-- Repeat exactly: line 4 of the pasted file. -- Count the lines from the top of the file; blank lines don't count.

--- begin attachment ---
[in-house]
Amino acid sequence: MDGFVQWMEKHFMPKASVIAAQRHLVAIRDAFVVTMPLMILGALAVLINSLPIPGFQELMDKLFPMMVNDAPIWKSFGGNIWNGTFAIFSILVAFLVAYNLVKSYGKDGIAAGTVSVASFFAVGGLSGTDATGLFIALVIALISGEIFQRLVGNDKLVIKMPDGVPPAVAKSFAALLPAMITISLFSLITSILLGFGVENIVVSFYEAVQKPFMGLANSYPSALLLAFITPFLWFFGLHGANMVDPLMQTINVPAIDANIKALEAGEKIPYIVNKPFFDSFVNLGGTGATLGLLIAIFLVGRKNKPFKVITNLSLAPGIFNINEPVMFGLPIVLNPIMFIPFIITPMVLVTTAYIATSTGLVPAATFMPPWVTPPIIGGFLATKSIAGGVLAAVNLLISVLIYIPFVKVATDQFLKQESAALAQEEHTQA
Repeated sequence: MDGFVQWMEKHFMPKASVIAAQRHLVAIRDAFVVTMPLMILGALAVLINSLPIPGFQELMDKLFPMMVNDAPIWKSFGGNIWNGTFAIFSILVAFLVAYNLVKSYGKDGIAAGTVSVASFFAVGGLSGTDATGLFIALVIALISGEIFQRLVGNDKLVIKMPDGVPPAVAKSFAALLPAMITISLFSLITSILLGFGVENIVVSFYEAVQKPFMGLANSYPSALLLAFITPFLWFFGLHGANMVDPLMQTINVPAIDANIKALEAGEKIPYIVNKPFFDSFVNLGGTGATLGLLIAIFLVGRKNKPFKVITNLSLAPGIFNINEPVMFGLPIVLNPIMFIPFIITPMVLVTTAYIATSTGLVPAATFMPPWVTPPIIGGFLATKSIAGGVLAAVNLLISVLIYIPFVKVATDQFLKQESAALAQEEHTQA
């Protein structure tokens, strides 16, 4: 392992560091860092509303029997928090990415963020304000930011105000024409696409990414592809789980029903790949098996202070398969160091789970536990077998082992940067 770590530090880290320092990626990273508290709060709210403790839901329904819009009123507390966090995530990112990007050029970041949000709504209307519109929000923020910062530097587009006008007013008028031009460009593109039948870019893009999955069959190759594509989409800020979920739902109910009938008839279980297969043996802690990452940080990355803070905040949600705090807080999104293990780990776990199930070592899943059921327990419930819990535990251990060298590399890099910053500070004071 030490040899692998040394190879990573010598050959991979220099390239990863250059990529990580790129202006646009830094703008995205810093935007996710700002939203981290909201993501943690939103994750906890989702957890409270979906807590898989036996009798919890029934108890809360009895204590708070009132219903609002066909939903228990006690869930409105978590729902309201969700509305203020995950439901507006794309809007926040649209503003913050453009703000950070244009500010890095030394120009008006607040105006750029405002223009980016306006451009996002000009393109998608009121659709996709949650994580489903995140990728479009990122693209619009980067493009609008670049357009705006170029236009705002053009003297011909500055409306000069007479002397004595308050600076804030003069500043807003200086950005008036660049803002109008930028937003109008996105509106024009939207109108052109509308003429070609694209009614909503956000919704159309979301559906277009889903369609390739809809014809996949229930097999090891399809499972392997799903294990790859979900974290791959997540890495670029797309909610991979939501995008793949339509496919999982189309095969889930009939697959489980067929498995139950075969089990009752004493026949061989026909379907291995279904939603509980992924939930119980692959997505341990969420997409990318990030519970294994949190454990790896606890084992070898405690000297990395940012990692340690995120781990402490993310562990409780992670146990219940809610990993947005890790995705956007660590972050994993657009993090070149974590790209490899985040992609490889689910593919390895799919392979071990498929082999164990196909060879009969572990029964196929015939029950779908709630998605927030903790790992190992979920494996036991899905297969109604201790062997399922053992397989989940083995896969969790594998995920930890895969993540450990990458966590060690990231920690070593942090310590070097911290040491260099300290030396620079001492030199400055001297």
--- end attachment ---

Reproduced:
């Protein structure tokens, strides 16, 4: 392992560091860092509303029997928090990415963020304000930011105000024409696409990414592809789980029903790949098996202070398969160091789970536990077998082992940067 770590530090880290320092990626990273508290709060709210403790839901329904819009009123507390966090995530990112990007050029970041949000709504209307519109929000923020910062530097587009006008007013008028031009460009593109039948870019893009999955069959190759594509989409800020979920739902109910009938008839279980297969043996802690990452940080990355803070905040949600705090807080999104293990780990776990199930070592899943059921327990419930819990535990251990060298590399890099910053500070004071 030490040899692998040394190879990573010598050959991979220099390239990863250059990529990580790129202006646009830094703008995205810093935007996710700002939203981290909201993501943690939103994750906890989702957890409270979906807590898989036996009798919890029934108890809360009895204590708070009132219903609002066909939903228990006690869930409105978590729902309201969700509305203020995950439901507006794309809007926040649209503003913050453009703000950070244009500010890095030394120009008006607040105006750029405002223009980016306006451009996002000009393109998608009121659709996709949650994580489903995140990728479009990122693209619009980067493009609008670049357009705006170029236009705002053009003297011909500055409306000069007479002397004595308050600076804030003069500043807003200086950005008036660049803002109008930028937003109008996105509106024009939207109108052109509308003429070609694209009614909503956000919704159309979301559906277009889903369609390739809809014809996949229930097999090891399809499972392997799903294990790859979900974290791959997540890495670029797309909610991979939501995008793949339509496919999982189309095969889930009939697959489980067929498995139950075969089990009752004493026949061989026909379907291995279904939603509980992924939930119980692959997505341990969420997409990318990030519970294994949190454990790896606890084992070898405690000297990395940012990692340690995120781990402490993310562990409780992670146990219940809610990993947005890790995705956007660590972050994993657009993090070149974590790209490899985040992609490889689910593919390895799919392979071990498929082999164990196909060879009969572990029964196929015939029950779908709630998605927030903790790992190992979920494996036991899905297969109604201790062997399922053992397989989940083995896969969790594998995920930890895969993540450990990458966590060690990231920690070593942090310590070097911290040491260099300290030396620079001492030199400055001297």